Sense and Sensibility is a novel by Jane Austen in 1811 that tells the story of two sisters, Elinor and Marianne. Written in a time that greatly emphasizes propriety and social status, the sisters' struggle with living according to high society's rules creates a compelling narrative.
Elinor and Marianne Dashwood, the sisters of Sense and Sensibility, are forced to live with their impoverished uncle and his family after the death of their father, leaving the sisters vulnerable to the opinions and machinations of the upper class.
The novel follows the sisters' journeys of learning sense through Elinor, learning sensitivity through Marianne, and each sister's pursuit of a satisfactory romantic relationship.
Throughout the novel, Sense and Sensibility suggests that love, friendship, and understanding are ways to communicate beyond the restrictions of rank and money.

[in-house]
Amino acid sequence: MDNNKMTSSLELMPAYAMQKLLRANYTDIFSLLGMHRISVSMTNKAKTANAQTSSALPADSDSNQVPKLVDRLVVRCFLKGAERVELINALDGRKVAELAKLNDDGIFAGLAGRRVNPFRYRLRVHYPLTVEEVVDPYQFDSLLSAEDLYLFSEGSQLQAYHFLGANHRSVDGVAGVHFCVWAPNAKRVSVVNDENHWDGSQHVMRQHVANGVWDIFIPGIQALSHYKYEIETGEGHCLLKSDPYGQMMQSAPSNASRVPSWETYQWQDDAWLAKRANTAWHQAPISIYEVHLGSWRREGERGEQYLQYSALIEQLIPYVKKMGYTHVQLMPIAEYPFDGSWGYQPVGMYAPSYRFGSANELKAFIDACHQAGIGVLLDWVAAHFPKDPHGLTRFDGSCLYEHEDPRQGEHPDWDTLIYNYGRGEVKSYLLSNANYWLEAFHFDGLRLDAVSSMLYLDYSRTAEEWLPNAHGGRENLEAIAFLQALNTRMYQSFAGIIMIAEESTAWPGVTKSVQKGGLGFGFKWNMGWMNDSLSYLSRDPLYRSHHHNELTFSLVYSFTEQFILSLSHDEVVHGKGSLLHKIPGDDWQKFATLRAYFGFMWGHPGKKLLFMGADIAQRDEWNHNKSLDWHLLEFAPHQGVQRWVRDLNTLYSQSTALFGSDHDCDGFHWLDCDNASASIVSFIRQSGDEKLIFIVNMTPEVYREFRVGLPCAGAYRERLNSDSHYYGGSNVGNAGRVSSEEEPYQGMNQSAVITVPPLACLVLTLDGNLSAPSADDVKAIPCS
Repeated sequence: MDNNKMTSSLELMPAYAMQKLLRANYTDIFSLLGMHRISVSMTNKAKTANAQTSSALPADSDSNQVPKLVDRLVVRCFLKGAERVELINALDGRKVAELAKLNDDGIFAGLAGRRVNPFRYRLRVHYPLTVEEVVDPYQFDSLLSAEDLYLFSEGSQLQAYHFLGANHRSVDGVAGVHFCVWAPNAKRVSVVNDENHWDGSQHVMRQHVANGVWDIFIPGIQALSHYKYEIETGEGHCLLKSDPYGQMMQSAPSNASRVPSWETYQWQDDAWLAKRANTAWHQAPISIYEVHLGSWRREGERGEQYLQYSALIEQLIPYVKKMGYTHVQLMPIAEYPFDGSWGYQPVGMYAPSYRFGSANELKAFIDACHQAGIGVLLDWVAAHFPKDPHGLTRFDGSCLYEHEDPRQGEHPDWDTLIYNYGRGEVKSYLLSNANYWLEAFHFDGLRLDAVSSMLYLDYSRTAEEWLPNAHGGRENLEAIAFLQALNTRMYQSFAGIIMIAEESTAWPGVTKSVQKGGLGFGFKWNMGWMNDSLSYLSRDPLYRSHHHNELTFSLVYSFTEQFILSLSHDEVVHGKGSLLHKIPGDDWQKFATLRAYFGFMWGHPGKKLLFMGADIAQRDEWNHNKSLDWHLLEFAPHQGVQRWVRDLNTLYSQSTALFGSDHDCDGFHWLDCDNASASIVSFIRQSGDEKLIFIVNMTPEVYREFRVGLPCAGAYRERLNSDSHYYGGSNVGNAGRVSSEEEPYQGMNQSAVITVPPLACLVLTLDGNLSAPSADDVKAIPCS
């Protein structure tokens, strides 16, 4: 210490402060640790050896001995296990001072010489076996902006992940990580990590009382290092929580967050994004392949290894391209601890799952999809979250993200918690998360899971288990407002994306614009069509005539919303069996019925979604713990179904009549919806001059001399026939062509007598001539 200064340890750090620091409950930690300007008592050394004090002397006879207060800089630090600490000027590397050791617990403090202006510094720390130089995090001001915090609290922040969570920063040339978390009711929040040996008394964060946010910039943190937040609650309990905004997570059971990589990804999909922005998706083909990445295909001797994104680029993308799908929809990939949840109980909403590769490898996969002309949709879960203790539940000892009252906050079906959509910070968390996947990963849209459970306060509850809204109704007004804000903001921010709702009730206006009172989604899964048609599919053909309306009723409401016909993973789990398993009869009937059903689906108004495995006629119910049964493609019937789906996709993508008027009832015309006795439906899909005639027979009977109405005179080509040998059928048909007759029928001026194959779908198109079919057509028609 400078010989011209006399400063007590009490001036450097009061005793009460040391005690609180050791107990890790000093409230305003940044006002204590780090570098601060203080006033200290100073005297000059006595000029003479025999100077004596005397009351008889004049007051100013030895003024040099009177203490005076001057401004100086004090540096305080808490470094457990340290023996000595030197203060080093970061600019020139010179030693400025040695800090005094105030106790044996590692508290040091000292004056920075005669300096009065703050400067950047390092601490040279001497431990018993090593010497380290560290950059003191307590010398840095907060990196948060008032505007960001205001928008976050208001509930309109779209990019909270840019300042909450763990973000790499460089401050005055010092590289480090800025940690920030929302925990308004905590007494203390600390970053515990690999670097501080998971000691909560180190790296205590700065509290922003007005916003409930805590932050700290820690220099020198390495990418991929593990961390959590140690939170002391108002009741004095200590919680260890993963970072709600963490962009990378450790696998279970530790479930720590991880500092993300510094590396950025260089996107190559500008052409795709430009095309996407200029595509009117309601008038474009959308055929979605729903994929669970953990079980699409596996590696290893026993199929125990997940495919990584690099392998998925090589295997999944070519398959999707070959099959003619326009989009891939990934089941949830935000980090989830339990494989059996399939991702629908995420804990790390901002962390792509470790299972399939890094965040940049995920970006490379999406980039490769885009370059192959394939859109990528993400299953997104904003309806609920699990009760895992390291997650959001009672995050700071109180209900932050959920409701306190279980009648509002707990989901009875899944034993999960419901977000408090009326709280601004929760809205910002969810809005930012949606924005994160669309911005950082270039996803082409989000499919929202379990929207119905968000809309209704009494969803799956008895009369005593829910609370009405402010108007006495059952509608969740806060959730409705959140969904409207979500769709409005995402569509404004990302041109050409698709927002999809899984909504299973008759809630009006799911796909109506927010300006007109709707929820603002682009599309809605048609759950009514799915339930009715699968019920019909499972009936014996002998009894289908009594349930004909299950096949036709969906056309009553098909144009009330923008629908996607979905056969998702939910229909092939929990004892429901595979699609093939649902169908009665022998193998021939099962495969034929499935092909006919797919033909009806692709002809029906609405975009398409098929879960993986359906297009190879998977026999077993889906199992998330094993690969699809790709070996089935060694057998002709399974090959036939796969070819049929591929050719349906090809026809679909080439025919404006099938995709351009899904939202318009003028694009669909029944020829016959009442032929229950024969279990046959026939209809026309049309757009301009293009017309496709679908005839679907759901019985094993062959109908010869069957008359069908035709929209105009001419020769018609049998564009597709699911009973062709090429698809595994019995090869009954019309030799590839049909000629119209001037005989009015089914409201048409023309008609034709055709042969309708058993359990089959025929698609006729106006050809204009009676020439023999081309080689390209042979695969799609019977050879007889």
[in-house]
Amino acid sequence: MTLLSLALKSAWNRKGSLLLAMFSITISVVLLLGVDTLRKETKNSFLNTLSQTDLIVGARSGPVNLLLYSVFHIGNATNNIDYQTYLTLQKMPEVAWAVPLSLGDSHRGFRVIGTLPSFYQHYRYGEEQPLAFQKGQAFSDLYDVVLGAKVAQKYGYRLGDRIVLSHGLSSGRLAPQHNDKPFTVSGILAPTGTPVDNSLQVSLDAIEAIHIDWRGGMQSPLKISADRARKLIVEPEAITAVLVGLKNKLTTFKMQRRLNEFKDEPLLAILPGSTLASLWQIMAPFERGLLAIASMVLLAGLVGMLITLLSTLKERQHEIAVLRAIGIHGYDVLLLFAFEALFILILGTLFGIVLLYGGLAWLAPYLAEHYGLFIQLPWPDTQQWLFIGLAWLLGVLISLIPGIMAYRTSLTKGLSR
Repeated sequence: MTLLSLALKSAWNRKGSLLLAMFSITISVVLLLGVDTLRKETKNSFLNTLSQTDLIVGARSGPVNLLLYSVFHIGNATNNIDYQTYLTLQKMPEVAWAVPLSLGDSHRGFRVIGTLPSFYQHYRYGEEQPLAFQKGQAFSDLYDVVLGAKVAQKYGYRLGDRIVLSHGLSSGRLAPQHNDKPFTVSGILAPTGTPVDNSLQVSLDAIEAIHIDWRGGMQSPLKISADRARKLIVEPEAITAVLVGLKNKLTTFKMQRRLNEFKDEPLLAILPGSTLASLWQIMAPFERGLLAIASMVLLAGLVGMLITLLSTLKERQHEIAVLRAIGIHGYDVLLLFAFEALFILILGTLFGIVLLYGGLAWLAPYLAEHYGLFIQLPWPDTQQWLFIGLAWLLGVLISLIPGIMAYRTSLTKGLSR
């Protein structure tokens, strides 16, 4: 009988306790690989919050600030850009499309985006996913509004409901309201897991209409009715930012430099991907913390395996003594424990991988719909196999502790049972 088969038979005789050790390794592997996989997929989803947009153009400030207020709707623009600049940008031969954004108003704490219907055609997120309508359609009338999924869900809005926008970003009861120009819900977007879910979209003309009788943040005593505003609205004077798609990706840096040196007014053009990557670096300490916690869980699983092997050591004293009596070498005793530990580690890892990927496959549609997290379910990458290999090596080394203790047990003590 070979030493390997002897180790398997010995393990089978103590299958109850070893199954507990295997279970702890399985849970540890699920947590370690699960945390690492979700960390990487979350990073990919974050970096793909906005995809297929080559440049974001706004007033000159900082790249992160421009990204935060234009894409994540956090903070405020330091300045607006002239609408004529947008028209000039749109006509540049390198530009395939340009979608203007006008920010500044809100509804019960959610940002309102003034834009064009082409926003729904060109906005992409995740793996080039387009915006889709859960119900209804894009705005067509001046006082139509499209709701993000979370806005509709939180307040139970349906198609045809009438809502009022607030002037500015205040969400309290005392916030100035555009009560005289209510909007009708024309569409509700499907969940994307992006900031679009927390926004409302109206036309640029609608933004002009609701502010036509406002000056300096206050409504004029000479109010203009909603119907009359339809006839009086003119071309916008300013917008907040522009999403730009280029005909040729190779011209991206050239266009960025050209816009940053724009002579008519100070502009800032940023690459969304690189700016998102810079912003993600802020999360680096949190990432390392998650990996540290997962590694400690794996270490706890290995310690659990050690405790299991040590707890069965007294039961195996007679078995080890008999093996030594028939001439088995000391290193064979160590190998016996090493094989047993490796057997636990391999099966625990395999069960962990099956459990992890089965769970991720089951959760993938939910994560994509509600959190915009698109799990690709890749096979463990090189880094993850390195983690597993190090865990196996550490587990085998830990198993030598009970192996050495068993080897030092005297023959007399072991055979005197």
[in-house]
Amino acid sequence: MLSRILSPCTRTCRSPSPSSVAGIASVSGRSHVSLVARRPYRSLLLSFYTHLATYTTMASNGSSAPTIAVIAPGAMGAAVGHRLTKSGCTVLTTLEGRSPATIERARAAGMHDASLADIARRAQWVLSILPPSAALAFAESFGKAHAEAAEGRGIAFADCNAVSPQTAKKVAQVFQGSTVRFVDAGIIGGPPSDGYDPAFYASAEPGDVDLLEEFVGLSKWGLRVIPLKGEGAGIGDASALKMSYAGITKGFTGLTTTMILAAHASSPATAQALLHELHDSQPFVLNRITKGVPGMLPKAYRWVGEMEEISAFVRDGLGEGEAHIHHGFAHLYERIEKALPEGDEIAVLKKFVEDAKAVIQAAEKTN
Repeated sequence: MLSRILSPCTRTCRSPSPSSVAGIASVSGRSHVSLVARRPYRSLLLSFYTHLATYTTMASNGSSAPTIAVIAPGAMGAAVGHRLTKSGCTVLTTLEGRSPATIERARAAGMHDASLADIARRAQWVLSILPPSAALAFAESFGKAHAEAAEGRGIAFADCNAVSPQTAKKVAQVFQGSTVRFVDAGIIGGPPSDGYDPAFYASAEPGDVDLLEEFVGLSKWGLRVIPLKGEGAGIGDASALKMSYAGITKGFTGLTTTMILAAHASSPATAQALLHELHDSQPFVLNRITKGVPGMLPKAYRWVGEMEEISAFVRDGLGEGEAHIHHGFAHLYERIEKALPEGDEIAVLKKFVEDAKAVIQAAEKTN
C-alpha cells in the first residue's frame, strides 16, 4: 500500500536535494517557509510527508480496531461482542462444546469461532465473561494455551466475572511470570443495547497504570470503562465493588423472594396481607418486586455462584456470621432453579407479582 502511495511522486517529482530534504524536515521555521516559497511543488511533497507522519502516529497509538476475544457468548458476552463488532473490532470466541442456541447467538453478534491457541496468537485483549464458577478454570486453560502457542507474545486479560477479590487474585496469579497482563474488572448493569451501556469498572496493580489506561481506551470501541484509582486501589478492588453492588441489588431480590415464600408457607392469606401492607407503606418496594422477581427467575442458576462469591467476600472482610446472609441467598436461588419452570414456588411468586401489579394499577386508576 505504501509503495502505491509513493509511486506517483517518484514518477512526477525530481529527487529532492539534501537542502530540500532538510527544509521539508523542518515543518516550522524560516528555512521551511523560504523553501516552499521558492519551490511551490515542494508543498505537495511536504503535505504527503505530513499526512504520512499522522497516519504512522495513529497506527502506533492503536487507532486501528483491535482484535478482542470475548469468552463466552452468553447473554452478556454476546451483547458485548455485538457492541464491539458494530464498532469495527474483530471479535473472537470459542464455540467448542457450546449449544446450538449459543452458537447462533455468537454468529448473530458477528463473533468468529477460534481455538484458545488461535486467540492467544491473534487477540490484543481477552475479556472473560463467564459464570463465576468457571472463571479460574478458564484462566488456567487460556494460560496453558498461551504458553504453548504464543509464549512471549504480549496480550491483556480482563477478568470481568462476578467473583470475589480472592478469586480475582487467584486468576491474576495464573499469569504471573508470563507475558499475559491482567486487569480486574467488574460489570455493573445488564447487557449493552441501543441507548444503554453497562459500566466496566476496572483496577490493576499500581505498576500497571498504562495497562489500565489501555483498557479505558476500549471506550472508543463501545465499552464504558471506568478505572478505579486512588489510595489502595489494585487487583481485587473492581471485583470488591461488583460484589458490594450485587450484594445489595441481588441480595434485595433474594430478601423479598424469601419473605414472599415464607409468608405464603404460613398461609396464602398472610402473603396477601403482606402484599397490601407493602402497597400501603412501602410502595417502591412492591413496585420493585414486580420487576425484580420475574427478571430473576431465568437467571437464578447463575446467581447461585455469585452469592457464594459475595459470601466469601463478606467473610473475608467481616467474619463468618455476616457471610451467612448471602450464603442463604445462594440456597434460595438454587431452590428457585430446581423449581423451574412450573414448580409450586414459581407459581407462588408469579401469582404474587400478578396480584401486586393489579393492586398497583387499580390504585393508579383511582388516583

Elinor and Marianne's mother, Mrs. Dashwood, are well-off. Still, her late husband's estate is mostly entailed away to the younger son of their wealthy neighbor, forcing the Dashwood women to rely financially on their male relatives.
At the novel's beginning, Elinor and Marianne live in Norland Park with their mother and three half-siblings.
Edward Ferrars is introduced as Elinor's love interest, while Willoughby is introduced as Marianne's love interest.
Sense and Sensibility contrasts Elinor and Marianne's views on the roles love, and emotion should play in a marriage.
The novel follows the Dashwood women's movements from their cottage at Norland Park to Barton Cottage in Devonshire and, ultimately, to their family in London.
Throughout their journey, Elinor and Marianne must learn to balance their egos as they learn to sense sensibility and individuation.
Sense and Sensibility depicts the social customs, values, and expectations of early 19th century England.